Key was a distant cousin and the namesake of F. Scott Fitzgerald, whose full name was Francis Scott Key Fitzgerald. His direct descendants include geneticist Thomas Hunt Morgan, guitarist Dana Key, and American fashion designer and socialite Pauline de Rothschild.[42]

Monuments and memorials

Francis Scott Key Monument in Golden Gate Park, San Francisco
Plaque commemorating the death of Francis Scott Key placed by the DAR in Mount Vernon, Baltimore
Maryland Historical Society plaque marking the birthplace of Francis Scott Key


See also


  1. ^ Leepson, Marc, What so Proudly We Hailed: Francis Scott Key, a life (Palgrave Macmillan, 2014), Appendix A, p. 202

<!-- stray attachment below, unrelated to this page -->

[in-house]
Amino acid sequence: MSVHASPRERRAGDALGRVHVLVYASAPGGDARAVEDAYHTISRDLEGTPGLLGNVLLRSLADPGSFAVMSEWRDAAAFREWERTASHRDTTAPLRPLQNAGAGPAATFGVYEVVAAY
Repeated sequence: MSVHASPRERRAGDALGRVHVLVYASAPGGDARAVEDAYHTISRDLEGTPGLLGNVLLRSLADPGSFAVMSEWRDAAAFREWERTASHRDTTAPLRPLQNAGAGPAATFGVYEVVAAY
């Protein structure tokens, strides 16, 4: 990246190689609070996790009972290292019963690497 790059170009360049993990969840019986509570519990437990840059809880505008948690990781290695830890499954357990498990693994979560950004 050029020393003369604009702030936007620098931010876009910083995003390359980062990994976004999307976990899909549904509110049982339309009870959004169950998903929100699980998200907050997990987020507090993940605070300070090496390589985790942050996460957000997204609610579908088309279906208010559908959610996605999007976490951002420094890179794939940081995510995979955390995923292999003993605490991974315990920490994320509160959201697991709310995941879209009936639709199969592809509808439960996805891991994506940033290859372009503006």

2. ^ "Roger Brooke Taney". NNDB: Tracking the Whole Entire World. Soylent Communications. Retrieved 2012.
  3. ^ Penton, Kemberly (September 14, 2016). "Remembering Francis Scott Key: The Man Behind America's National Anthem 'The Star-Spangled Banner'". Hall of Fame. Retrieved 2018.
  4. ^ "Where's the Debate on Francis Scott Key's Slave-Holding Legacy?". Smithsonian. Retrieved 2018.
  5. ^ a b "'Land of the Free?' Francis Scott Key, Composer of National Anthem, Was Defender of Slavery". Huffington Post. Retrieved 2019.
  6. ^ George Combe. Notes on the United States of North America, during a phrenological visit in 1838-9-40. p. 364.
  7. ^ "The unexpected connection between slavery, NFL protests and the national anthem". CNN. Retrieved 2018.
  8. ^ "Francis Scott Key's life was a lot more complicated than just writing The Star-Spangled Banner". Washington Examiner. Retrieved 2018.
  9. ^ a b A Sketch of Francis Scott Key, with a Glimpse of His Ancestors - F. S. Key Smith